Linksys router simplifies sharing over the Internet A...

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May 21, 2001

Linksys router simplifies sharing over the Internet

A DSL or cable connection to the Internet is fast, always on and can be shared between two or more computers. Sharing is not automatic, though, but it can be simplified with an external piece of hardware such as the EtherFast Cable/DSL & Voice Router from Linksys.

This $200 broadband router works much like a network hub. As many as four computers can be connected, allowing multiplayer games and the sharing of resources such as files and printers. The reasons to pay more for such a router are its abilities to distribute a broadband connection among your computers and to block intruders from breaking into the network.

The four-port EtherFast Cable/DSL & Voice Router reviewed here costs a bit more than some competitors' offerings because it has an integrated phone jack, which lets you plug in an ordinary phone to make low-cost long-distance phone calls. All calls are sent over the Internet using Net2Phone service. Voice quality is adequate, and after the sign-up process, PCs don't have to be on for the long-distance feature to work.

Linksys offers other excellent routers with one, four and eight ports but without the phone jack. I prefer them for their lower price and because Net2Phone service can be obtained for free using your existing Internet connection, PC microphone and speakers. That said, model BEFN2PS4 does come with 160 minutes of free Net2Phone service.

Information: 800-546-5795 or www.linksys.com.

- Jim Buu /KRT

Receiver streams MP3s from computer to ears

It could have been those all-nighters downloading songs from Napster. Or maybe you've converted all your audio CDs to MP3 files. Either way, now there are megabytes - if not gigabytes - of music stored on your computer.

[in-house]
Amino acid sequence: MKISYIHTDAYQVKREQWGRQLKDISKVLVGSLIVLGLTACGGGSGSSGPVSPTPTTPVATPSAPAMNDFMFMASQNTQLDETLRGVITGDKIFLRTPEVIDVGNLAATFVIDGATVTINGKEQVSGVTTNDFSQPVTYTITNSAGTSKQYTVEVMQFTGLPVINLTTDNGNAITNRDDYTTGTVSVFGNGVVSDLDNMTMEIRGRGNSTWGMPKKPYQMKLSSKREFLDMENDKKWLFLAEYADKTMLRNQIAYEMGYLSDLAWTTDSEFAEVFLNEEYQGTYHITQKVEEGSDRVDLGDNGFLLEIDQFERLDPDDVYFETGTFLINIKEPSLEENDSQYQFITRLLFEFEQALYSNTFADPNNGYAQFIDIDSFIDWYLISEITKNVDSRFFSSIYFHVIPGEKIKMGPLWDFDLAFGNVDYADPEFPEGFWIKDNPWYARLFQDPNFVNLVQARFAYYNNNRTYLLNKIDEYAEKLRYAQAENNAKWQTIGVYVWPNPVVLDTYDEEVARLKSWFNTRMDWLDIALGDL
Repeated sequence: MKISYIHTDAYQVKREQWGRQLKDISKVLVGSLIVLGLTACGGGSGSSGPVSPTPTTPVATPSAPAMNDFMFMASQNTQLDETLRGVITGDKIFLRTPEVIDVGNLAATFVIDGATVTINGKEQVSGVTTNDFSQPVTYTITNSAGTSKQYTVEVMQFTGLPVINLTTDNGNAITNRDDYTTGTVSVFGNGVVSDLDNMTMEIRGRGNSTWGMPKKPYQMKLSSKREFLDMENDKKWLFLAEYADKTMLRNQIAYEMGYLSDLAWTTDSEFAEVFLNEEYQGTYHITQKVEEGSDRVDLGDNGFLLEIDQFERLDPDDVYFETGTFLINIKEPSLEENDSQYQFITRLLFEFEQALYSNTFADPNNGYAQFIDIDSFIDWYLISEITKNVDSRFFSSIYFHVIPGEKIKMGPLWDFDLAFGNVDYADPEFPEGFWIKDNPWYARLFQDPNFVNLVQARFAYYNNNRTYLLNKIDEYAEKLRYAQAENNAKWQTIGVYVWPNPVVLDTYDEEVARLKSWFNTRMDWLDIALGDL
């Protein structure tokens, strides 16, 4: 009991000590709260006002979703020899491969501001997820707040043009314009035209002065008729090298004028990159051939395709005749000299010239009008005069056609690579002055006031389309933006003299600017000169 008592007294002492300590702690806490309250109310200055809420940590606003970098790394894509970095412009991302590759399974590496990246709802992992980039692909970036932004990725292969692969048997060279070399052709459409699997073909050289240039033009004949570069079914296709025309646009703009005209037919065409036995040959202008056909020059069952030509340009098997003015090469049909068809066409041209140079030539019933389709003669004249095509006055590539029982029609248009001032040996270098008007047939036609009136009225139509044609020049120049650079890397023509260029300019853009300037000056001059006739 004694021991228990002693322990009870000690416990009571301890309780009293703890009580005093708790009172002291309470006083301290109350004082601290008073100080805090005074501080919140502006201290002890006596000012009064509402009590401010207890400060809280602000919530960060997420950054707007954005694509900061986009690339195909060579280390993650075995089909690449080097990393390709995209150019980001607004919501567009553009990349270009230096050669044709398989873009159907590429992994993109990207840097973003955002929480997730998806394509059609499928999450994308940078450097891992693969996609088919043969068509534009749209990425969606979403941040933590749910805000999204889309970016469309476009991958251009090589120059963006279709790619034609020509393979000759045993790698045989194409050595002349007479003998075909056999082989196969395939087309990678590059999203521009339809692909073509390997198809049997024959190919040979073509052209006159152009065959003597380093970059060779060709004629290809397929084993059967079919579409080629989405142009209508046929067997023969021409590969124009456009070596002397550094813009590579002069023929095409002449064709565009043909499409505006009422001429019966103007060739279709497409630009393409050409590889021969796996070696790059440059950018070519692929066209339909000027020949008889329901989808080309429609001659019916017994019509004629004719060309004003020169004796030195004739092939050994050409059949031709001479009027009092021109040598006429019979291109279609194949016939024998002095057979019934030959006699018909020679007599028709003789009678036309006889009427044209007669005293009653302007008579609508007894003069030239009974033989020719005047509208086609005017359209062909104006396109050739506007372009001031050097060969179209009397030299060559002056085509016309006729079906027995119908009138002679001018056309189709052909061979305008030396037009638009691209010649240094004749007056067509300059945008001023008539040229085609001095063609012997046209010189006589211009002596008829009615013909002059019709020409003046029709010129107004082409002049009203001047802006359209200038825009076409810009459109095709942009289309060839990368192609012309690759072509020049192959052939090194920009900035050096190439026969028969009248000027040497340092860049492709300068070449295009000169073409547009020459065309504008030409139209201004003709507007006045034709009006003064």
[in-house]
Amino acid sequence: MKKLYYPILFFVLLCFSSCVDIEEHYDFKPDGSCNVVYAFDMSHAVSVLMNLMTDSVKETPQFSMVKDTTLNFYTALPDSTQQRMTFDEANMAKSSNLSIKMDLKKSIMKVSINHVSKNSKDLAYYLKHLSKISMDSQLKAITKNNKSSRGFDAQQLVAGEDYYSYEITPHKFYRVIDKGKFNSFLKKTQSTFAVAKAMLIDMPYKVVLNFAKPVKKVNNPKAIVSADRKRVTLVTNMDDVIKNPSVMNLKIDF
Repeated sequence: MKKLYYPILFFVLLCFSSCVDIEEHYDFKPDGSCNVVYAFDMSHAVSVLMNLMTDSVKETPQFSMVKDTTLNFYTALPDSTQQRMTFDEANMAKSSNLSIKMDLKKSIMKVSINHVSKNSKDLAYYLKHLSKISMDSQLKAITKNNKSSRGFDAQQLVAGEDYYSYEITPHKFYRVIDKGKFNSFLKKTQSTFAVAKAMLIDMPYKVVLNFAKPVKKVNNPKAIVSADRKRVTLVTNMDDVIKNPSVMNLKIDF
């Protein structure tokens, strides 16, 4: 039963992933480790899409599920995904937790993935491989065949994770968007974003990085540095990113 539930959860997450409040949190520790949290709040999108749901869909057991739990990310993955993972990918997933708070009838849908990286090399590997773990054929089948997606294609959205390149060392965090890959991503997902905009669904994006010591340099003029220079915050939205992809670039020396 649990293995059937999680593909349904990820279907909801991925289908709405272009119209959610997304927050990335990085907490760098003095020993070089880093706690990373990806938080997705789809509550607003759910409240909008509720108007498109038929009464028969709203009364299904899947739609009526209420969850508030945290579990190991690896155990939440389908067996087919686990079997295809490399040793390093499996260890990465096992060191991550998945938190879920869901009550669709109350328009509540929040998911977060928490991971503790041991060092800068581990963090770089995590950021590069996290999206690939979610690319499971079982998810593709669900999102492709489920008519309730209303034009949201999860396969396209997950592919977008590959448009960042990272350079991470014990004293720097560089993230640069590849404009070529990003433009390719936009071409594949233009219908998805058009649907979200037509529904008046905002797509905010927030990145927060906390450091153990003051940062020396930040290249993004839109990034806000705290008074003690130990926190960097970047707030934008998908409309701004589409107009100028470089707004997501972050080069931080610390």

Fortunately, the folks at Rio understand that many of us like listening to music even when we're away from the computer.

In appearance, the $349 Rio Receiver looks much like any other stereo component, just smaller and a bit snappier. It plays MP3 files from a computer connected to an Ethernet network or you can use the included home networking card and connect over the existing phone cable in your home.

On the back of the Rio Receiver are clips for hooking up speakers directly. The machine also has RCA jacks for wiring it to a stereo system. The front panel is dominated by a backlit LCD that displays menus, playlists and track information. You can also control the Rio Receiver via infrared remote.

To finish setting up the PC as a streaming audio server, install the software on your computer, then tell it where to find your audio files. The software catalogs all MP3s on your hard drive and even imports RealPlayer playlists for sorting your songs by musician, genre or other categories.

The company's idea is simple: Leave the music on the PC and stream it to the Rio Receiver. Very clever.

Information: 800-468-5846 or www.riohome.com.

- Jeremy M. Van Zee/KRT

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